It is incumbent on working people to demand that public services be assigned towards lifting communities up and helping people reach their fullest potential.

Canada’s unions support efforts to reduce federal, provincial, territorial and municipal budget allocations to police services, and to reinvest these funds toward alternatives to policing, such as community-based health and social services and programs, mental health supports and crisis intervention, public transportation, cycling and pedestrian infrastructure, services to prevent and address gender-based violence, addiction treatment and harm reduction programs, among others.

On a broader scale, increased government investments in affordable housing, mental health care, child care and employment supports would have a direct impact on the health and well-being of our most marginalized communities, promoting public safety and addressing the root causes of violence.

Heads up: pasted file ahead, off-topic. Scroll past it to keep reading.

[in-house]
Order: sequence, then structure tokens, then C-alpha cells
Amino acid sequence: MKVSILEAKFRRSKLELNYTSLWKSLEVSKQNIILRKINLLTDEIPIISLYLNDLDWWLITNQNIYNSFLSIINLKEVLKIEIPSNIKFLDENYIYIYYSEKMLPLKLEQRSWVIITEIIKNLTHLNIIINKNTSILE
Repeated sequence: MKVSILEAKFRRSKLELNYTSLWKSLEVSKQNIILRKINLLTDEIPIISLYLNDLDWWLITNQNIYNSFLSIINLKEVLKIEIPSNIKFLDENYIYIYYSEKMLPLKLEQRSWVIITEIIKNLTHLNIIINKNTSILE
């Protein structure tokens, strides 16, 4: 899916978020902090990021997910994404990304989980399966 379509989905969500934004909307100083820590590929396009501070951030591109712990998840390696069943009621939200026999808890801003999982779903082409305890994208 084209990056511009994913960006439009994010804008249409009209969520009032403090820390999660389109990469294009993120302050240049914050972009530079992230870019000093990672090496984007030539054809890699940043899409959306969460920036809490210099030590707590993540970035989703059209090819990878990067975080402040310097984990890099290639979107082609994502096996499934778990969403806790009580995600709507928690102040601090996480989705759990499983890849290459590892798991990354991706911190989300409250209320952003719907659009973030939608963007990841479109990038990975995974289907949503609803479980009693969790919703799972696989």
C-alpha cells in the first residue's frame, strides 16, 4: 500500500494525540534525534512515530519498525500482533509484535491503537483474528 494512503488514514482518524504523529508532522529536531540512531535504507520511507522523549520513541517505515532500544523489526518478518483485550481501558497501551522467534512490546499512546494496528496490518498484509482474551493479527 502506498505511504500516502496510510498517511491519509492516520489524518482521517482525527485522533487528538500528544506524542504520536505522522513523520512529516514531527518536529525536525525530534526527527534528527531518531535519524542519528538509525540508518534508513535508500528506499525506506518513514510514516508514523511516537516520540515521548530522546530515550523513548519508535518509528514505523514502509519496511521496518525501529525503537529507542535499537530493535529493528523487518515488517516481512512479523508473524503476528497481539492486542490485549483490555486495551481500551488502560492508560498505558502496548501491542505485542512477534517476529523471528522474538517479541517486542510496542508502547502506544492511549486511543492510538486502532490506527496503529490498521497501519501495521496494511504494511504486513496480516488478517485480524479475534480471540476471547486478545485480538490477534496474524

Canada’s unions stand in solidarity with the call to defund police budgets, which have continued to grow exponentially as public services, have been reduced or eliminated. The labour movement further supports efforts to look at the ways in which law enforcement agencies have upheld legacies of harm, as well as to re-examine how resources could be better allocated towards strengthening our communities and helping the most vulnerable.

Furthermore, leaders within Canada’s unions reiterate their commitment towards advancing human rights within our own unions; among our staff and leadership, and in collaboration with communities. This will require ongoing efforts, which include education, advocacy, training and resources. We will continue to strive to achieve and model the highest standards of equity and hold ourselves accountable throughout.